Related topics: brain · children · nerve cells · genes · brain regions

Bonobo diet of aquatic greens may hold clues to human evolution

Observations of bonobos in the Congo basin foraging in swamps for aquatic herbs rich in iodine, a critical nutrient for brain development and higher cognitive abilities, may explain how the nutritional needs of prehistoric ...

Monkey skull study suggests brain evolved in spurts

(Phys.org)—A small team of researchers from Brazil and Argentina has found via skull analysis and modeling that a kind of new-world monkey appears to have undergone changes in individual parts of its brain during evolutionary ...

Modern human brain organization emerged only recently

Researchers from the Max Planck Institute for Evolutionary Anthropology in Leipzig, Germany, reveal how and when the typical globular brain shape of modern humans evolved. Their analyses based on changes in endocranial size ...

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Neural development

The study of neural development draws on both neuroscience and developmental biology to describe the cellular and molecular mechanisms by which complex nervous systems emerge during embryonic development and throughout life.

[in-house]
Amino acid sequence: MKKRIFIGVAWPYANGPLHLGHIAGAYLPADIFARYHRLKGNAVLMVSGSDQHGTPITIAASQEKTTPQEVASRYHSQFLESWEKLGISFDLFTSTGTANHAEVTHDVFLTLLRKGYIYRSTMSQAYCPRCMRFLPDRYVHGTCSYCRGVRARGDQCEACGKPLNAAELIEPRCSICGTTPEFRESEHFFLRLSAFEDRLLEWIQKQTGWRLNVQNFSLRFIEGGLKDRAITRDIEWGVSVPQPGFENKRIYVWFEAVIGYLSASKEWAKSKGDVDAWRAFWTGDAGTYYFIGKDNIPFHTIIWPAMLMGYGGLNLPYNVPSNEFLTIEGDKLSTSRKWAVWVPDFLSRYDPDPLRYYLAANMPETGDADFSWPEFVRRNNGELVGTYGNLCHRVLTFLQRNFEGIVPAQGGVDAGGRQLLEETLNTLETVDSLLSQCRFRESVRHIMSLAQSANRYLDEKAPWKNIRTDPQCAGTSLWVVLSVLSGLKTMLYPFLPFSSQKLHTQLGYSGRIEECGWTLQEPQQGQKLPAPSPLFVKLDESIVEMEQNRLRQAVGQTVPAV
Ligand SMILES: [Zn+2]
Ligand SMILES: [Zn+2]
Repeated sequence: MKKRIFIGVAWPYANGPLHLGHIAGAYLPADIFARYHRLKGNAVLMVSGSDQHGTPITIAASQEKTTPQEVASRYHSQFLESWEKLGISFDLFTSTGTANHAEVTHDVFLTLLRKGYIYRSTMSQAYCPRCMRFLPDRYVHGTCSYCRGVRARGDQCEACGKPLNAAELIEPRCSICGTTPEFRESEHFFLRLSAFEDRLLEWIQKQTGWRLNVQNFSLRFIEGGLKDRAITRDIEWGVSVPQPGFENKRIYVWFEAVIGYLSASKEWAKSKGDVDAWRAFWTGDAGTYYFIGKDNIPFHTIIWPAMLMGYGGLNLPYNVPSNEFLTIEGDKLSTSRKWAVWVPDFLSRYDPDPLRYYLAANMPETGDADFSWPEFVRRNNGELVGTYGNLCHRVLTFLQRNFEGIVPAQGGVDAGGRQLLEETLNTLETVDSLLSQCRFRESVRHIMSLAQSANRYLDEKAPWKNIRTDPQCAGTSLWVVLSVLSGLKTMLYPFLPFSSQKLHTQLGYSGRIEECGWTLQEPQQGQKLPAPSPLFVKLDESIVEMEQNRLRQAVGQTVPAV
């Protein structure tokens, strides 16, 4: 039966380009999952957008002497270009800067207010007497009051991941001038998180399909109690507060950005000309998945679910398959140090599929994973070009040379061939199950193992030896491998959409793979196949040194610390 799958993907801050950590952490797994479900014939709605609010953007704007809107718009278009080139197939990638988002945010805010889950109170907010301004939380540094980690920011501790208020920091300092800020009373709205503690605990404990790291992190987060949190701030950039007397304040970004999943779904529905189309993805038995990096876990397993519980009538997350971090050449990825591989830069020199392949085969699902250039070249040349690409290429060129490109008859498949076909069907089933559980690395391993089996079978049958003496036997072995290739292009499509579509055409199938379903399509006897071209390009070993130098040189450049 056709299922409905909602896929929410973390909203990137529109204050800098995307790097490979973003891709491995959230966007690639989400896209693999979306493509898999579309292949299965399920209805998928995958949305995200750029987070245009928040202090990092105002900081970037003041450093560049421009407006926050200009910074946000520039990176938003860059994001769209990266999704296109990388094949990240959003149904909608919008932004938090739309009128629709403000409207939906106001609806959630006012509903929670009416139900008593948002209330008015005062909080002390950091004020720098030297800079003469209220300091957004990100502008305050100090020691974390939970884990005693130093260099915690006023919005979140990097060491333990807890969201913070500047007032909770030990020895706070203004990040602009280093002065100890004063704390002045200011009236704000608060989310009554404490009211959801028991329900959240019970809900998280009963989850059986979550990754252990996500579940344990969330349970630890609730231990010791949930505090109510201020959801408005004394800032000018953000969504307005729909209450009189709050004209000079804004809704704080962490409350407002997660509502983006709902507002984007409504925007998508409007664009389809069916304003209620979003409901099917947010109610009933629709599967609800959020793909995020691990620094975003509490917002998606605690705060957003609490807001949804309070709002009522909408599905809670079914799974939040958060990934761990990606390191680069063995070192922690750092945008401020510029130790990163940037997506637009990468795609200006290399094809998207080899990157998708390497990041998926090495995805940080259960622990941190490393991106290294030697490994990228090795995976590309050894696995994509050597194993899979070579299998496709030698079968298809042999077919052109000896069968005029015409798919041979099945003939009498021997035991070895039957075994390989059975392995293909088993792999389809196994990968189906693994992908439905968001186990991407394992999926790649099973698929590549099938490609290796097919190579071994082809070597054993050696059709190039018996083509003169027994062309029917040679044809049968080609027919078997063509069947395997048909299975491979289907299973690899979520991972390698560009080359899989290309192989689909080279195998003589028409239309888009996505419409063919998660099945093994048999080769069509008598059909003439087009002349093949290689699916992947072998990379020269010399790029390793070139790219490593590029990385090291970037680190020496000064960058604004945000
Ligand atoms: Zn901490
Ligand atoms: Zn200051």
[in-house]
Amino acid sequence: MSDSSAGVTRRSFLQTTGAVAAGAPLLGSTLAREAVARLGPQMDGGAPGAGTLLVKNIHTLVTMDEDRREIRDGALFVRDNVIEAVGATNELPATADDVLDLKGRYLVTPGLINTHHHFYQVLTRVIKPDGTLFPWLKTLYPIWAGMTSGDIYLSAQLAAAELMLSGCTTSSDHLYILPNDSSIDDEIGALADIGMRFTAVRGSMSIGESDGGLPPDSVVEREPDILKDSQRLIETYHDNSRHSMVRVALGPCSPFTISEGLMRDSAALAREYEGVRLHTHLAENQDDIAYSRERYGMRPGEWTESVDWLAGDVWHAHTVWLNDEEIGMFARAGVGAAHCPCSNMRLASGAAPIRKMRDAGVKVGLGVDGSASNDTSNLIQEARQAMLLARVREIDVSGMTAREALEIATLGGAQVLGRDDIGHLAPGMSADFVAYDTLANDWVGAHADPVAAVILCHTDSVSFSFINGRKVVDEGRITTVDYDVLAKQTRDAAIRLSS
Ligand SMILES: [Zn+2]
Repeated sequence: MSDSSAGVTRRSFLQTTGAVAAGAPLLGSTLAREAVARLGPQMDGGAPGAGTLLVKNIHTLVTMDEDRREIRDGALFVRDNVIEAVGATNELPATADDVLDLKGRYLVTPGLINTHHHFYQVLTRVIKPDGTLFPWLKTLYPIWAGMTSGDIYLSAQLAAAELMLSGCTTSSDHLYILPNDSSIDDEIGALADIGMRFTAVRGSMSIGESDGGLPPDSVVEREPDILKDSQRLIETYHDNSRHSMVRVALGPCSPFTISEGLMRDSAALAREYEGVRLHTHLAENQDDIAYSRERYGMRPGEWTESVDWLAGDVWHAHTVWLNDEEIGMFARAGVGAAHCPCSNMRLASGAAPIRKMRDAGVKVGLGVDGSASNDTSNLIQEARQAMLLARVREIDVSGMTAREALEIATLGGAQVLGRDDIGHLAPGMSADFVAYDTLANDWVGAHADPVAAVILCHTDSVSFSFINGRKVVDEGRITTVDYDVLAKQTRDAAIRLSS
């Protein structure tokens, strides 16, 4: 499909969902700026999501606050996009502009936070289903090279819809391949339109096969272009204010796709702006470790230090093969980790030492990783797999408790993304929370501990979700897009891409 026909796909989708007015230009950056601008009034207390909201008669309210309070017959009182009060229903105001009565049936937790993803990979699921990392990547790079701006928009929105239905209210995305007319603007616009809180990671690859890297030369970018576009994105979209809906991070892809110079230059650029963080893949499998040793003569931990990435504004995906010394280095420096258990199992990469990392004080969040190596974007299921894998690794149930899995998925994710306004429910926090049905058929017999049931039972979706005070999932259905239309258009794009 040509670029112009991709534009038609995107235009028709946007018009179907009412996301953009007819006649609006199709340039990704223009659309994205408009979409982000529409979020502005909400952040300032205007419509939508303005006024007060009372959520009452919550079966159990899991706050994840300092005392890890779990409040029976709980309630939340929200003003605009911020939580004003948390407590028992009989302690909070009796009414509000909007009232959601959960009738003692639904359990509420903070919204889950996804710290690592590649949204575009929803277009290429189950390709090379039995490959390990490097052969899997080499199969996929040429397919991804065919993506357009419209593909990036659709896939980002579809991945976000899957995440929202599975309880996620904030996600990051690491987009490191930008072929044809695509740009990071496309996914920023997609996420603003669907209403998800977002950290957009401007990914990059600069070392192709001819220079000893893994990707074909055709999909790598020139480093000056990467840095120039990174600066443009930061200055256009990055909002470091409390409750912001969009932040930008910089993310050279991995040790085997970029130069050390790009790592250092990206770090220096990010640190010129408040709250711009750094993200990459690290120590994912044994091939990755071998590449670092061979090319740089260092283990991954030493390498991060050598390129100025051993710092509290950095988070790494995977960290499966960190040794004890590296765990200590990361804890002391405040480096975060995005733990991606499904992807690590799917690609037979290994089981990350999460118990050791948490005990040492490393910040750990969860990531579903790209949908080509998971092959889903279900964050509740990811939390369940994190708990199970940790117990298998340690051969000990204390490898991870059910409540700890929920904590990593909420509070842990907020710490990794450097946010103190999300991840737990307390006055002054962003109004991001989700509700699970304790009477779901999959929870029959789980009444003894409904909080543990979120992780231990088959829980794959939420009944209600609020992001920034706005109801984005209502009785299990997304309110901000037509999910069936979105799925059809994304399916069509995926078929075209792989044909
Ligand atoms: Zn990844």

Some landmarks of embryonic neural development include the birth and differentiation of neurons from stem cell precursors, the migration of immature neurons from their birthplaces in the embryo to their final positions, outgrowth of axons from neurons and guidance of the motile growth cone through the embryo towards postsynaptic partners, the generation of synapses between these axons and their postsynaptic partners, and finally the lifelong changes in synapses which are thought to underlie learning and memory.

Typically, these neurodevelopmental processes can be broadly divided into two classes: activity-independent mechanisms and activity-dependent mechanisms. Activity-independent mechanisms are generally believed to occur as hardwired processes determined by genetic programs played out within individual neurons. These include differentiation, migration and axon guidance to their initial target areas. These processes are thought of as being independent of neural activity and sensory experience. Once axons reach their target areas, activity-dependent mechanisms come into play. Neural activity and sensory experience will mediate formation of new synapses, as well as synaptic plasticity, which will be responsible for refinement of the nascent neural circuits.

Developmental neuroscience uses a variety of animal models including mice Mus musculus , the fruit fly Drosophila melanogaster , the zebrafish Danio rerio, Xenopus laevis tadpoles and the worm Caenorhabditis elegans, among others.

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